The lawyer said the notion that the legislature doesn’t have the authority to examine abuses of power by the executive “should come as an unsettling surprise to generations of Americans who have watched congressional hearings into CIA abuse (the Church hearings), Iran-Contra, the U.S. Attorney firings, and countless other executive ‘decisions and actions’ that the people’s elected representatives believed should be investigated, whether or not the executive agreed with them.”
Despite pressure from the McCain-Palin campaign – and the refusal of Todd Palin and some Palin aides to honor subpoenas seeking their depositions – senior Alaskan legislators said Branchflower still intended to finish his report on the controversy by Oct. 10.
There is also the prospect that contempt proceedings could be initiated against Palin’s husband and Palin’s aides early next year when the Alaska legislature returns to session.
The McCain-Palin campaign’s attacks on the investigation have prompted other protests in Alaska, including a request to the state police from state Rep. Les Gara, a Democrat, for an investigation into possible witness tampering by people associated with the McCain-Palin campaign.
"Starting after Aug. 29, certain staff for the McCain campaign came to Alaska in an effort to block this investigation," Gara wrote in a letter to Audie Holloway, director of the Alaska state troopers.
"There are rumors that upwards of 30 staffers have come to the state since that date," Gara said. "Campaign representatives Ed O'Callaghan and Meghan Stapleton have held numerous press conferences in Anchorage to block the investigation. Since then three witnesses have failed to comply with legislative subpoenas, and up to seven more may do the same …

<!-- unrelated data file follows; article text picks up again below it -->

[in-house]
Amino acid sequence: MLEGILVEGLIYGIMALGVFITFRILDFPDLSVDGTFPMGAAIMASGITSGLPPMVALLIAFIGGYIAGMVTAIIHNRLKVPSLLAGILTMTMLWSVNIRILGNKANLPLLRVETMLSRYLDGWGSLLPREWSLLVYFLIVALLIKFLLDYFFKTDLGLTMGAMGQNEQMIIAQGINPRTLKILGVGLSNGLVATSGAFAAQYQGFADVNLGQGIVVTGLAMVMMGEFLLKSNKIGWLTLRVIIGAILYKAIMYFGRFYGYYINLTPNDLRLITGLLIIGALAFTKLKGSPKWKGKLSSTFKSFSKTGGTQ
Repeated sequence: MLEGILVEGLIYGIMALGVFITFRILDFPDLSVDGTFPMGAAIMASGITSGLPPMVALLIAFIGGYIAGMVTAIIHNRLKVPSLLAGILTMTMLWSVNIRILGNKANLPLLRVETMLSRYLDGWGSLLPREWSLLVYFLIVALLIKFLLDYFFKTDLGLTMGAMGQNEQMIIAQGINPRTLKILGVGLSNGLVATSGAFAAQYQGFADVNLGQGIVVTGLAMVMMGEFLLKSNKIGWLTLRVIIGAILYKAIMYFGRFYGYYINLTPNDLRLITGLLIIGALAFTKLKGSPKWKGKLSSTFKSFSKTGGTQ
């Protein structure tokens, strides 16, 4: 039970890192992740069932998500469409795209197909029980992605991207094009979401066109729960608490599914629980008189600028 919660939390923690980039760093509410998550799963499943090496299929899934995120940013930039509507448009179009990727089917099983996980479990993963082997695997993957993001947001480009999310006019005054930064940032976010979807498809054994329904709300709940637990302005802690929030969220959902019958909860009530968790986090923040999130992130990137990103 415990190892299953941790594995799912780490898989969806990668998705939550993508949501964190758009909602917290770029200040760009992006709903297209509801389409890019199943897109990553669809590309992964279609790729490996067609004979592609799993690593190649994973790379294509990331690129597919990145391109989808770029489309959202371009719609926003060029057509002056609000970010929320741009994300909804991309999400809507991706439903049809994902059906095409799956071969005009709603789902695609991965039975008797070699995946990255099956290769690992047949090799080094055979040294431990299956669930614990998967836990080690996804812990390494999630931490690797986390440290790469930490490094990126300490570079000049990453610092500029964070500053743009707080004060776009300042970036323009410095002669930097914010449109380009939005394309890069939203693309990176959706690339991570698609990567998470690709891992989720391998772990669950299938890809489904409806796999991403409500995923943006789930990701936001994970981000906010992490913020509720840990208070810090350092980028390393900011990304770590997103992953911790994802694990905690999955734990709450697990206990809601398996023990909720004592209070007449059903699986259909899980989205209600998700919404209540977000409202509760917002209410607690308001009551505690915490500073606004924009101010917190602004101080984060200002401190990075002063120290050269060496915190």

"Something has caused, or in the words of the statute, may have ‘induced’ these witnesses to change their position. … It seems a witness would not risk possible jail time that comes with the violations of a subpoena without advice of others."
The five Republican lawmakers, who filed suit to stop the Palin investigation, argue that the legislative inquiry should be put on hold until after the November presidential election and at that point be taken up by the state’s personnel board.
Their attorney, Kevin Clarkson, said "the only reason to complete this investigation before Nov. 4 is to try to impact the outcome of the election."
Doug Pope, an attorney who pursued a similar case three decades ago, predicted that the courts would not intervene to block the investigation.
"If there's an issue about who should be in charge, the court's not going to get involved,” said Pope in an interview with Reuters. “It's a political question. It's not a legal question."
Pope said the legislature has the inherent right to probe the executive branch at any time. He called the argument that the Alaska legislature lacks authority "a red herring."
Jason Leopold has launched a new Web site, The Public Record, at www.pubrecord.org.